GOP Hopes to Avoid Upset in Oklahoma Governor’s Race
OKLAHOMA CITY, Okla. — Gov. Kevin Stitt’s reelection was supposed to be a slam dunk.
After all, Oklahoma is a reliably red state and former President Donald Trump effectively ran the table here in 2020, garnering nearly two for every three votes cast.
But while nonpartisan analysts like FiveThirtyEight.com and The Cook Political Report still favor Stitt to win, the state in recent weeks has become something of a litmus test of the power of the Native American vote.
Stitt, a multimillionaire mortgage company owner and political newcomer when he ran four years ago, launched his 2018 campaign under the banner of making Oklahoma a “top 10 state.”
Like other Republican governors in recent years, Stitt then proceeded to push through and approve such polarizing policies as restricting abortion access in the state and reopening the state’s schools and businesses at the very height of the coronavirus pandemic.
To Joy Hofmeister, a fellow Republican who has been the state’s superintendent of Public Instruction since 2014, Stitt had simply gone too far.
In October 2021 she announced via a video she posted to Twitter both the launch of her gubernatorial campaign and her intention to run against Stitt as a Democrat.
“I’m switching parties in hopes of building the Oklahoma I’ve always known our state can be,” Hofmeister said in her announcement.
In subsequent interviews, Hofmeister told reporters she’d been a Republican for “longer than Gov. Stitt was registered to vote.”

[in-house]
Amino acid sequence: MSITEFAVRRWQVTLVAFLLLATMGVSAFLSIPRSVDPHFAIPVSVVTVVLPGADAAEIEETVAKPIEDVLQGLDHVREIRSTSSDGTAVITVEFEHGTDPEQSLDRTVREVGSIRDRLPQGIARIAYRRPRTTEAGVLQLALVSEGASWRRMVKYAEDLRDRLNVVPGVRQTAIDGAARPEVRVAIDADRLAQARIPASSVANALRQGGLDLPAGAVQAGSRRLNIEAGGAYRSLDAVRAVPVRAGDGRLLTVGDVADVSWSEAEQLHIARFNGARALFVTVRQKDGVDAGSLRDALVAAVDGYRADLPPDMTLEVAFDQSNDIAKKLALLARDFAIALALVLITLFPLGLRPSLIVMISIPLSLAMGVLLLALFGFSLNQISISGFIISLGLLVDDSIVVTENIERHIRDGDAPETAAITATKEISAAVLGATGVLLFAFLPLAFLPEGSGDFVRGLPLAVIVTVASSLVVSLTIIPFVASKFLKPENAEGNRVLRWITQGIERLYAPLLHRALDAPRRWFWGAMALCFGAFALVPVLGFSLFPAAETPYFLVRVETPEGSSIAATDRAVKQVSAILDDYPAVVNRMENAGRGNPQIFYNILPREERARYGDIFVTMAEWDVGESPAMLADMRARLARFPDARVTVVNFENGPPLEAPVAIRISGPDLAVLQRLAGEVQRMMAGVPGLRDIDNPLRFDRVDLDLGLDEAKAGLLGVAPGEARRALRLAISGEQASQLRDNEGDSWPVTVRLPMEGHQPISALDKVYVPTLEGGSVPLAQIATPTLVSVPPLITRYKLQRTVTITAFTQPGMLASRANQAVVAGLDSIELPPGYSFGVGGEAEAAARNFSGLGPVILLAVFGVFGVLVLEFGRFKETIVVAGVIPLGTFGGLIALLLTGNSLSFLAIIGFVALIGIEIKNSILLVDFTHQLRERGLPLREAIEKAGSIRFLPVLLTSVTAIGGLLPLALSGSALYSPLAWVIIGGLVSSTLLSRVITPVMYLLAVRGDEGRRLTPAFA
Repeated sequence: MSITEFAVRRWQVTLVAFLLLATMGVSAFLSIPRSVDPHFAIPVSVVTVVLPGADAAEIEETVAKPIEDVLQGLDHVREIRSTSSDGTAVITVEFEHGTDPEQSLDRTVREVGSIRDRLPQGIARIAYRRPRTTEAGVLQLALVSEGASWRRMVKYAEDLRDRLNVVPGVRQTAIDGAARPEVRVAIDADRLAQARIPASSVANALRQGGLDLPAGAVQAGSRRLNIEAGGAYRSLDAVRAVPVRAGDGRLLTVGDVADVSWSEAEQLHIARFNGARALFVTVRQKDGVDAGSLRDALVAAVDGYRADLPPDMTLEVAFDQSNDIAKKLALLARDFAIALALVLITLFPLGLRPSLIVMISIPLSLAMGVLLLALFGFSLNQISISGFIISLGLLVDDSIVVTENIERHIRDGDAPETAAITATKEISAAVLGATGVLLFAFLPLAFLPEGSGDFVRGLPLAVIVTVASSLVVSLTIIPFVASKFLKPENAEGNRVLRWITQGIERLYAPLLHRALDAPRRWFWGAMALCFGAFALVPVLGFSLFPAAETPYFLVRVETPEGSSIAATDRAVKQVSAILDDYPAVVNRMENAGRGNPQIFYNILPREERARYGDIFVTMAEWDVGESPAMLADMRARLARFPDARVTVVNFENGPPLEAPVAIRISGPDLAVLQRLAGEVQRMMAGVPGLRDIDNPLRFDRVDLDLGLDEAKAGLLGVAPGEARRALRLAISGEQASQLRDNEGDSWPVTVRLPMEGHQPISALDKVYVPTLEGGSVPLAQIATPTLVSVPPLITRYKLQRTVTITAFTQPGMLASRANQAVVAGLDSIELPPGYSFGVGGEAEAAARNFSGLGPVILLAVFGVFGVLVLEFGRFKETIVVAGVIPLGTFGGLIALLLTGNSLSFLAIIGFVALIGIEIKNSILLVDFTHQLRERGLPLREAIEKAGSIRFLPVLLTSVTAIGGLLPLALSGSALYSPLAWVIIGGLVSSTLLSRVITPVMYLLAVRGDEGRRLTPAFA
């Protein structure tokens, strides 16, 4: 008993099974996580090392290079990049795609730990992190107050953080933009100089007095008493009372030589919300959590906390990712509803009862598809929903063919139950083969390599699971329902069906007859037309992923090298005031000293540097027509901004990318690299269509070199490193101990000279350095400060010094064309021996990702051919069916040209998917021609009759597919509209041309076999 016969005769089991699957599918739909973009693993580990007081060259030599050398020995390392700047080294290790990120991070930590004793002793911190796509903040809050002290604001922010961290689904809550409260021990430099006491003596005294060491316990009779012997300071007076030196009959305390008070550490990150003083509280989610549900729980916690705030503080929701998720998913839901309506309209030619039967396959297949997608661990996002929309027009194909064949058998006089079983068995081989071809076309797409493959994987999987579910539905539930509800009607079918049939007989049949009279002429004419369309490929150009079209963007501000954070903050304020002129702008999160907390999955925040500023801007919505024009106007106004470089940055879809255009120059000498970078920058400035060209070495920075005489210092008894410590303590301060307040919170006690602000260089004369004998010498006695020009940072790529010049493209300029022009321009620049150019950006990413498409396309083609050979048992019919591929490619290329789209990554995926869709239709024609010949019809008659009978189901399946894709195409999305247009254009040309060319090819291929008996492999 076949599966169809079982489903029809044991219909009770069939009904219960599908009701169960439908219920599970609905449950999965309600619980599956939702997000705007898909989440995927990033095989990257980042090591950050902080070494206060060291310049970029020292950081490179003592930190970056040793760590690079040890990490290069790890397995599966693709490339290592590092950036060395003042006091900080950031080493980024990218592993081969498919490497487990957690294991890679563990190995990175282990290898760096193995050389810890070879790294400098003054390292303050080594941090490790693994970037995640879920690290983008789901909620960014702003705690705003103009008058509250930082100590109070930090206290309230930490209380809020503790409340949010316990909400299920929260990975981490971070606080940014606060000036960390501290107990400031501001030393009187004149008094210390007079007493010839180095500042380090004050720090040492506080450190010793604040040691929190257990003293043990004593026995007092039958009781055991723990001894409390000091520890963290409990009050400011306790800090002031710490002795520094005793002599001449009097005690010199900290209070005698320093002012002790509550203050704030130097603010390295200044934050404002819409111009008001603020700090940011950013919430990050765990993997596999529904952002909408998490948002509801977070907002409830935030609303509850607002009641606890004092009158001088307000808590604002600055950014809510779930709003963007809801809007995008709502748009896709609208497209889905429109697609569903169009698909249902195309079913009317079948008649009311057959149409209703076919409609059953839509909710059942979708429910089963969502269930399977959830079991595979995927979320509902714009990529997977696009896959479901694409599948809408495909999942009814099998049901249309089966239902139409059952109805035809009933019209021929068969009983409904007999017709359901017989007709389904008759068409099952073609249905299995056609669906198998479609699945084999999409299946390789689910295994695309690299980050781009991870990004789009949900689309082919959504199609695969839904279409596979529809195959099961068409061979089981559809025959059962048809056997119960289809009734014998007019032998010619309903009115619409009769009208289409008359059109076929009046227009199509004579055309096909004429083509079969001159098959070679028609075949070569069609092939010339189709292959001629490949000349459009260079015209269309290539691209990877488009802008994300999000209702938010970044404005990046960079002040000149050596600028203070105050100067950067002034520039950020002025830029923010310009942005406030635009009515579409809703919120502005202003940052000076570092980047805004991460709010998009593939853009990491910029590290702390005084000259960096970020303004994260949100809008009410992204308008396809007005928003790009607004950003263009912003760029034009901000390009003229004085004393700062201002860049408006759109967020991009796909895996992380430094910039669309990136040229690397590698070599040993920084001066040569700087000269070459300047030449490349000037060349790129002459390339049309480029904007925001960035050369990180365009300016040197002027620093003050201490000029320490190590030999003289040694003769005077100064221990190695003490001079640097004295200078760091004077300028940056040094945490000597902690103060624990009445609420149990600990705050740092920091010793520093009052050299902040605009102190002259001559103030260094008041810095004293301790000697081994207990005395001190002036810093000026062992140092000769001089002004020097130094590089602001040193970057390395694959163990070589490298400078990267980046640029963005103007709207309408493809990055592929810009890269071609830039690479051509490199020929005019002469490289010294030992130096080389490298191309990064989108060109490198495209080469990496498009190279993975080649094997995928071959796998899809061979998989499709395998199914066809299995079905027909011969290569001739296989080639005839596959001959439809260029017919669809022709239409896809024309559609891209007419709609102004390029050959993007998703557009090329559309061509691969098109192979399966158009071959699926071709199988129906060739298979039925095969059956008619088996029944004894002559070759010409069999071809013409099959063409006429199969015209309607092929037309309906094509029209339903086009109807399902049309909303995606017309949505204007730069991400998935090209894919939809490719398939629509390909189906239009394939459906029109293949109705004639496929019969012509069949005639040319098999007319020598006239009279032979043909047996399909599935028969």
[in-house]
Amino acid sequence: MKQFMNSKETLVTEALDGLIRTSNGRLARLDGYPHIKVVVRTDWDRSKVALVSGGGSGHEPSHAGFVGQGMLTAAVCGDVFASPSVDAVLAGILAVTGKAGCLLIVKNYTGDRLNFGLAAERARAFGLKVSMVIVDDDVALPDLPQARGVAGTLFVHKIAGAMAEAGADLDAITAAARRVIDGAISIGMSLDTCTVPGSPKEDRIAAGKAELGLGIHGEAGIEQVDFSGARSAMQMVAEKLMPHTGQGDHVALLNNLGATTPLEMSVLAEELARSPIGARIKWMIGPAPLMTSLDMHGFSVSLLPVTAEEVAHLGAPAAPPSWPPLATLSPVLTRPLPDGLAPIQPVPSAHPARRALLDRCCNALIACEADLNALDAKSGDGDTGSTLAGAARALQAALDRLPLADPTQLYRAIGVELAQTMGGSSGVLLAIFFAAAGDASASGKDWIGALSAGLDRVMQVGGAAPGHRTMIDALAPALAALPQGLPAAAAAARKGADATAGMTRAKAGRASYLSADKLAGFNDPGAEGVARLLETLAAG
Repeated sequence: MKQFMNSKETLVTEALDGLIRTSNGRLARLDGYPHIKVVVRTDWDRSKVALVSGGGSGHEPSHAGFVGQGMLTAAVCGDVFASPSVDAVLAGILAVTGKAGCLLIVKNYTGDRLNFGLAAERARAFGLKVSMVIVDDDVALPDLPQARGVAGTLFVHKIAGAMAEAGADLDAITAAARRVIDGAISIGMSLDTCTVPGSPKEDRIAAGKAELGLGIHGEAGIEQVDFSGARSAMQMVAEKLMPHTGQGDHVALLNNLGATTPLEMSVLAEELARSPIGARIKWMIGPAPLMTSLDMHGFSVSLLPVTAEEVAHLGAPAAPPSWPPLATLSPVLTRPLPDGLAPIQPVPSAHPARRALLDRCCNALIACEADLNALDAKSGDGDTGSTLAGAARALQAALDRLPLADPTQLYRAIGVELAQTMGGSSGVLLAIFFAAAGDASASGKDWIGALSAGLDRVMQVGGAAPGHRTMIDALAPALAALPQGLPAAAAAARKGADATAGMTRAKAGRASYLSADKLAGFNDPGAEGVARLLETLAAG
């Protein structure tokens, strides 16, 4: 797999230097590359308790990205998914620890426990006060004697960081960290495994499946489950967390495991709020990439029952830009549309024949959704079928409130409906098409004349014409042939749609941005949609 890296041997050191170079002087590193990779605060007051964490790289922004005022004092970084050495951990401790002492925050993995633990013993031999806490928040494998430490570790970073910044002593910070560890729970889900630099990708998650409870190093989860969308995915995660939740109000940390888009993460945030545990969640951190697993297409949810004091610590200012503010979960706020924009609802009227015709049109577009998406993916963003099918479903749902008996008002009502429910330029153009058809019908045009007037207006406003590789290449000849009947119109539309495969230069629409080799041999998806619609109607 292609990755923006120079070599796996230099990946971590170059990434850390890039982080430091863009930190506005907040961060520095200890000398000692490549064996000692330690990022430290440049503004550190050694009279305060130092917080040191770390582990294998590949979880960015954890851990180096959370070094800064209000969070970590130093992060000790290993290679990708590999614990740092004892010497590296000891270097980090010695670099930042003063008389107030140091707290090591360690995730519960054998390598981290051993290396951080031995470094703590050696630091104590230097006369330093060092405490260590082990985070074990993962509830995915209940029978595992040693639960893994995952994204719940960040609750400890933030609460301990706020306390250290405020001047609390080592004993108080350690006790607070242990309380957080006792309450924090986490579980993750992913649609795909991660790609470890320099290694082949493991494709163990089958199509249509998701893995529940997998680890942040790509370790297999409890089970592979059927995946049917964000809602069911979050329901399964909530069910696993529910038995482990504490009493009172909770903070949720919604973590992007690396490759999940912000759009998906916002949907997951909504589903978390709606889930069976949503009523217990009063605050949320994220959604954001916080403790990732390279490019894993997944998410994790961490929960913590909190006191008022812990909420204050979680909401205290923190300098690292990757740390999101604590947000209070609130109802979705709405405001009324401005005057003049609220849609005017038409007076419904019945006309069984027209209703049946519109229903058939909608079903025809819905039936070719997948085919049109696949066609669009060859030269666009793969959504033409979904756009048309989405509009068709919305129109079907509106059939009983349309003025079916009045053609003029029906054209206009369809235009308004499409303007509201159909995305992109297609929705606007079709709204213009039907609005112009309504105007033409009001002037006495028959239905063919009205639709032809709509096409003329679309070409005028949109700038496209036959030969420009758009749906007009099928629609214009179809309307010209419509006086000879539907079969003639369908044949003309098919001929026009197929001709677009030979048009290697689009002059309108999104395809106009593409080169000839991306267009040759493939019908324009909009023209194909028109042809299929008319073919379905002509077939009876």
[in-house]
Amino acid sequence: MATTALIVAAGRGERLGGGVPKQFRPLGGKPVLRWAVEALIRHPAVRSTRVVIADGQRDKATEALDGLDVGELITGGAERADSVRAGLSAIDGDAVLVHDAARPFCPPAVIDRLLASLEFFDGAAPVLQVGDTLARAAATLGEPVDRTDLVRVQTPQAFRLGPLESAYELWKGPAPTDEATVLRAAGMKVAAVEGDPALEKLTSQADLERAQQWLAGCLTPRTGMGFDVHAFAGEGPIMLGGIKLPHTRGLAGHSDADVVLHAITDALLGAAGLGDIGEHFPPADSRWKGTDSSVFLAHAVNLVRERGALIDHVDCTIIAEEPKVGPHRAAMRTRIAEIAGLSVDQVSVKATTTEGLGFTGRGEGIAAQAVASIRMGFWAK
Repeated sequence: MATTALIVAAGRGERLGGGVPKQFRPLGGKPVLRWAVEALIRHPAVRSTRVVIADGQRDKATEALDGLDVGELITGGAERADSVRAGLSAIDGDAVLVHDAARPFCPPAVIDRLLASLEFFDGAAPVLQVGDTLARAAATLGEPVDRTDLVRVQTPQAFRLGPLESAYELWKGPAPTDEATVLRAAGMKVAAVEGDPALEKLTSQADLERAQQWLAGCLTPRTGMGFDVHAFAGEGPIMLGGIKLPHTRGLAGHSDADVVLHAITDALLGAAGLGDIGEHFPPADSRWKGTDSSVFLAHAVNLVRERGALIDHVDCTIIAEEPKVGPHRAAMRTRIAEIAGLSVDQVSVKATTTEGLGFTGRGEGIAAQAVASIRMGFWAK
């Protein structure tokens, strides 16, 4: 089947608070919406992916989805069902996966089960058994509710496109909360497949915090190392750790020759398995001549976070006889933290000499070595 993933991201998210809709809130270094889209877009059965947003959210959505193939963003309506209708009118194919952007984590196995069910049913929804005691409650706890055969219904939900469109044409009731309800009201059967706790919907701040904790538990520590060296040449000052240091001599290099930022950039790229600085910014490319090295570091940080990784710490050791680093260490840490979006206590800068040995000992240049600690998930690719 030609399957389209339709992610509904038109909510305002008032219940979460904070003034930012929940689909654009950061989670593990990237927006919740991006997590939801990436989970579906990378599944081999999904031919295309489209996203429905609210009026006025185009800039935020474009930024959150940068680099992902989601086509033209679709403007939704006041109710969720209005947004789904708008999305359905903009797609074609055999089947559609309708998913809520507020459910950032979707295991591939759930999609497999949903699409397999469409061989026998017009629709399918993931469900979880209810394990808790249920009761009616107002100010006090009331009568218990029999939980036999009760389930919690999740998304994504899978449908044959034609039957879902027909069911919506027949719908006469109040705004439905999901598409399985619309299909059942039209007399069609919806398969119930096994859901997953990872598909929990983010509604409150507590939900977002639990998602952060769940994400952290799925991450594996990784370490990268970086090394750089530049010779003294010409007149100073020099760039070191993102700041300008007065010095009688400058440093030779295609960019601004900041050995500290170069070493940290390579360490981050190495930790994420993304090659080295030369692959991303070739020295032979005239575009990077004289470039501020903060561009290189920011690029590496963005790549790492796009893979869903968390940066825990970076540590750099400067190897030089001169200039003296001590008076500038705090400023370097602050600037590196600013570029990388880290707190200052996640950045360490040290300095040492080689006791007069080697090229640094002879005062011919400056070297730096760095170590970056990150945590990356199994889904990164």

After allowing for the ensuing chuckles to die down, she’d add: “I’m fiscally conservative. I’m aggressively moderate. And I always have been.”
Because of her background, Hofmeister is appealing to voters that most Democrats in the state can’t reach.
But it is Stitt’s relations with Oklahoma’s Native American tribes that is giving him and the GOP the most headaches as the heated 2022 campaign glides to a conclusion.
The governor’s feud with the tribes goes back to his first year in office when he unsuccessfully tried to renegotiate the state’s gambling compact with them.
Stitt’s administration then sought to overturn a landmark U.S. Supreme Court decision on tribal sovereignty in 2020 and then, late last year, he terminated longstanding hunting and fishing compacts between the state and the tribes.
In the latter case, Stitt claimed the tribes purchased hundreds of thousands fewer licenses than what was promised as guaranteed minimums, resulting in nearly $17.5 million less in state and federal revenue over the life of the agreements.
The tribes, in a written statement, claim Stitt was merely trying to exact revenge after the Choctaw Nation elected not to accept the terms of his proposed unnegotiated license structure.
“We remain disappointed and confused that Gov. Stitt focuses so much time and energy on needless conflict with Native American tribes, when we are open to cooperating with him to again benefit our members and all Oklahomans,” the Choctaw and the leaders of the state’s four other major tribes said.
Since then, the relationship between Stitt and the tribes has only gotten worse.